WORDSWORTH'S "DREAM OF THE ARAB" AND CERVANTIES
- The Ambiguity of Sound and Silence: The Prelude. Liu, Yu // Essays in Literature;Fall94, Vol. 21 Issue 2, p185
Discusses William Wordsworth's poem `The Prelude.' Contrast between sound and silence; Correlations between human infancy and poetic origin; Subjective reality.
- THE "HOME-AMUSEMENTS: SCENE IN THE PRELUDE AND THE SPEAKER'S "RESIDENCES". McGavran Jr., James Holt // English Language Notes;Dec78, Vol. 16 Issue 2, p94
Presents an analysis on the poem 'The Prelude,' by William Wordsworth. Consciousness of private vision and public action; Discussions on poetry of the past; Views on games.
- From 'The Prelude'. Wordsworth, William // Oxford Book of English Mystical Verse;1917, p121
The poem "The Prelude," by William Wordsworth is presented. First Line: Thus while the days flew by, and years passed on, Last Line: Of human being, eternity, and God.
- From The Prelude. Wordsworth, William // Hutchinson Literary Extracts;2007, p1
The article presents an excerpt from the poem "The Prelude," by William Wordsworth. First Line: There was a Boy: ye knew him well, ye cliffs; Last Line: Into the bosom of the steady lake.
- 1805: Grasmere. // Lapham's Quarterly;Fall2014, Vol. 7 Issue 4, p155
An excerpt from the poem "The Prelude" by William Wordsworth is presented which focuses on the author's life.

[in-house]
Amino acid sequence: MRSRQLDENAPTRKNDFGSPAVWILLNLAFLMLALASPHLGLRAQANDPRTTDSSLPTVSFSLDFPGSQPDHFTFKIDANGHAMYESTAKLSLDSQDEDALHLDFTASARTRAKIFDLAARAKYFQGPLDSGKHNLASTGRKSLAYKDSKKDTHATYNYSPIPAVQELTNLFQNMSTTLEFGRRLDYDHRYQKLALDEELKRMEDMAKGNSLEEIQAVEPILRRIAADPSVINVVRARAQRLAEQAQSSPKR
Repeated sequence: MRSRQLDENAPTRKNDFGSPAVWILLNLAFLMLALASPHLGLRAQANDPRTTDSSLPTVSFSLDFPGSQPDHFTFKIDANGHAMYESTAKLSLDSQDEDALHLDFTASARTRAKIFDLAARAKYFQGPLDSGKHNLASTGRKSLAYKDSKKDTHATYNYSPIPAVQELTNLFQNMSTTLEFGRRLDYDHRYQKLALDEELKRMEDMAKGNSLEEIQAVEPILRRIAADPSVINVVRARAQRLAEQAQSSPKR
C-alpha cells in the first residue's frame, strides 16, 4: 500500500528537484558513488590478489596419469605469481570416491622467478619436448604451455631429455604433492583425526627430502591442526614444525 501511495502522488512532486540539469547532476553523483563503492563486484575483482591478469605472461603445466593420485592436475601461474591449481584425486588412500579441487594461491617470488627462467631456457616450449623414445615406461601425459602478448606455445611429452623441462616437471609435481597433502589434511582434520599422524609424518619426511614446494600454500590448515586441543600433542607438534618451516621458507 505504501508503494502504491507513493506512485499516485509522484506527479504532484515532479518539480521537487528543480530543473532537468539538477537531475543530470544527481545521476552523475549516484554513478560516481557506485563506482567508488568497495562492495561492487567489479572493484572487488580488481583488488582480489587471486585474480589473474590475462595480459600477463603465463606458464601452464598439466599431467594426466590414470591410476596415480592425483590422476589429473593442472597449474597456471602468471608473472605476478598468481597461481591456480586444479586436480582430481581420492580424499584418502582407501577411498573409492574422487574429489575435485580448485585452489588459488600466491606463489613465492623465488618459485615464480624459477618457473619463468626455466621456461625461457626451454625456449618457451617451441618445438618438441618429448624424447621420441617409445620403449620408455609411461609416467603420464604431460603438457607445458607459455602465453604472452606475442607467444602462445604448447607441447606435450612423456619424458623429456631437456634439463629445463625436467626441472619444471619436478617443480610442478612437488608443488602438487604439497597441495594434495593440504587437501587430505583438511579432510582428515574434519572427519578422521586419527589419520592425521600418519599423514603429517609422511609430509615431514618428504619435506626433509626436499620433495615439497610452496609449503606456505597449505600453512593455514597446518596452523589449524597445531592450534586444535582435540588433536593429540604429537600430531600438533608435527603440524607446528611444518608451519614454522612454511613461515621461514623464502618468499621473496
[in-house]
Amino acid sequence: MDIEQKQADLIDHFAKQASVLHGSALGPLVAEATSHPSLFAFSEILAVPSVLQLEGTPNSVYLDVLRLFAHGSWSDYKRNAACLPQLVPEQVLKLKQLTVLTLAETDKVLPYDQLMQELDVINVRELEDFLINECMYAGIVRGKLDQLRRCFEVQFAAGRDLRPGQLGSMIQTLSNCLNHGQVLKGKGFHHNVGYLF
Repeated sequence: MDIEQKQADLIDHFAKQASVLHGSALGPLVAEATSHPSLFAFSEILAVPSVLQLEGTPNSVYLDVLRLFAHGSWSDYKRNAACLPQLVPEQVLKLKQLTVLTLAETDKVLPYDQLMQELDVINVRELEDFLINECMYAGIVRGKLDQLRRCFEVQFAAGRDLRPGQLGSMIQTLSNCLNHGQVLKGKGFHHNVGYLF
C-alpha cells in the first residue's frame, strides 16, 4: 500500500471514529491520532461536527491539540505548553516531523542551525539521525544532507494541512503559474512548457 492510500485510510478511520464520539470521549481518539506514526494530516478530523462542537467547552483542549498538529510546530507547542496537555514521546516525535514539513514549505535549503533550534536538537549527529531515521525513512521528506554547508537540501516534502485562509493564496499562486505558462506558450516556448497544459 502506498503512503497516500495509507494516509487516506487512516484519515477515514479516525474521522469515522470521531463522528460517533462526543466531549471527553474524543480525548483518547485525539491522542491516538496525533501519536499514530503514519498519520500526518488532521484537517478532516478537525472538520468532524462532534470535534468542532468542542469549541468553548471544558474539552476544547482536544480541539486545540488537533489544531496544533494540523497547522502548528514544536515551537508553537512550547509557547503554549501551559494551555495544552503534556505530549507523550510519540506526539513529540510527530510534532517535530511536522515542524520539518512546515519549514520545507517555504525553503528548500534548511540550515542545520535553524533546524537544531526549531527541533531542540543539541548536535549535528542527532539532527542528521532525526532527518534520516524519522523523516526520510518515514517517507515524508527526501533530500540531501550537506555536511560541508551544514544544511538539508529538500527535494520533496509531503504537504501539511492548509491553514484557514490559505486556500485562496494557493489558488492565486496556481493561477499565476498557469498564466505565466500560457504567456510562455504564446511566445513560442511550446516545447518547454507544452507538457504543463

- The Prelude: Book 1. Wordsworth, William // Collected Classic Poems, Stevenson to Yeats;2012, p1
The poem "The Prelude: Book 1," by William Wordsworth is presented. First Line: O there is blessing in this gentle breeze, Last Line: This labour will be welcome, honoured Friend!
- The Prelude. Wordsworth, William // Collected Classic Poems, Stevenson to Yeats;2012, p1
The poem "The Prelude," by William Wordsworth is presented. First Line: O there is blessing in this gentle breeze, Last Line: Of quality and fabric more divine.
- Inventing the 'little space of intermediate time:' Wordsworthian Reflexive Historicism in 'The... Hadley, Karen // Criticism;Fall 2000, Vol. 42 Issue 4, p469
Examines Books Seven and Eight of William Wordsworth's poem 'The Prelude.' Wordsworthian historiography representing cross-cultural comparison within the temporalities of modern times; Poem's presentation of the Wordsworthian version of self-reflexive Romantic historicism; Arguments regarding...
- Wordsworth and the interpretation of dreams. Philmus, Robert M. // Papers on Language & Literature;Spring95, Vol. 31 Issue 2, p184
Analyzes the apocalyptic dream in William Wordsworth's poem `The Prelude.' Use of the images of the stone and the shell; Authenticity of the dream; Dream's amenability to psychoanalysis.